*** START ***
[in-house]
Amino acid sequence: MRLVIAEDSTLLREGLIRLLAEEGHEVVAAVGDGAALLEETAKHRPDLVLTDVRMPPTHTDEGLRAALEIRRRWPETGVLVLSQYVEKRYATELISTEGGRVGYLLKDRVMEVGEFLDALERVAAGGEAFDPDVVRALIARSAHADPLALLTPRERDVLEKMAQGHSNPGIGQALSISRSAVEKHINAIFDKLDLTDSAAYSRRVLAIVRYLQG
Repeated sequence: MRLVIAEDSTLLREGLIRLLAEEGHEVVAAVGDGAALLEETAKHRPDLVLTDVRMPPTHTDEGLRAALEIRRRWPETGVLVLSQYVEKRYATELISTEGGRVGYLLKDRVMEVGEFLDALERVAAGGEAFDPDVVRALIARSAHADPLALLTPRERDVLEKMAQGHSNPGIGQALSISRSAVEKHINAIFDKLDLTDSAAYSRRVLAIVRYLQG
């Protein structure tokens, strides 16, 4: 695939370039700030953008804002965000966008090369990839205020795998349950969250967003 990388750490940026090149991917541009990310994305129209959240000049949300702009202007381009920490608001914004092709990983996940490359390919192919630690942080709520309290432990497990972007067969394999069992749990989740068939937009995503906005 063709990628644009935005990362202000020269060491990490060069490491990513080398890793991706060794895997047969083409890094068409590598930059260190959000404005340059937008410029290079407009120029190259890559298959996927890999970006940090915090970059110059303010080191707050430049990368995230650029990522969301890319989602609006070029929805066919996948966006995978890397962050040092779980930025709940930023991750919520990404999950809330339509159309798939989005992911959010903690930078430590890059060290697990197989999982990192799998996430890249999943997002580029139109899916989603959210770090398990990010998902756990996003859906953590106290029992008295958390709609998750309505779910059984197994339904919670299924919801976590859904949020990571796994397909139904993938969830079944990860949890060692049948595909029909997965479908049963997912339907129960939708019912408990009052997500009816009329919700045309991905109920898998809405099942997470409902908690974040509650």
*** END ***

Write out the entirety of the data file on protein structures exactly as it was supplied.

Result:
[in-house]
Amino acid sequence: MRLVIAEDSTLLREGLIRLLAEEGHEVVAAVGDGAALLEETAKHRPDLVLTDVRMPPTHTDEGLRAALEIRRRWPETGVLVLSQYVEKRYATELISTEGGRVGYLLKDRVMEVGEFLDALERVAAGGEAFDPDVVRALIARSAHADPLALLTPRERDVLEKMAQGHSNPGIGQALSISRSAVEKHINAIFDKLDLTDSAAYSRRVLAIVRYLQG
Repeated sequence: MRLVIAEDSTLLREGLIRLLAEEGHEVVAAVGDGAALLEETAKHRPDLVLTDVRMPPTHTDEGLRAALEIRRRWPETGVLVLSQYVEKRYATELISTEGGRVGYLLKDRVMEVGEFLDALERVAAGGEAFDPDVVRALIARSAHADPLALLTPRERDVLEKMAQGHSNPGIGQALSISRSAVEKHINAIFDKLDLTDSAAYSRRVLAIVRYLQG
């Protein structure tokens, strides 16, 4: 695939370039700030953008804002965000966008090369990839205020795998349950969250967003 990388750490940026090149991917541009990310994305129209959240000049949300702009202007381009920490608001914004092709990983996940490359390919192919630690942080709520309290432990497990972007067969394999069992749990989740068939937009995503906005 063709990628644009935005990362202000020269060491990490060069490491990513080398890793991706060794895997047969083409890094068409590598930059260190959000404005340059937008410029290079407009120029190259890559298959996927890999970006940090915090970059110059303010080191707050430049990368995230650029990522969301890319989602609006070029929805066919996948966006995978890397962050040092779980930025709940930023991750919520990404999950809330339509159309798939989005992911959010903690930078430590890059060290697990197989999982990192799998996430890249999943997002580029139109899916989603959210770090398990990010998902756990996003859906953590106290029992008295958390709609998750309505779910059984197994339904919670299924919801976590859904949020990571796994397909139904993938969830079944990860949890060692049948595909029909997965479908049963997912339907129960939708019912408990009052997500009816009329919700045309991905109920898998809405099942997470409902908690974040509650």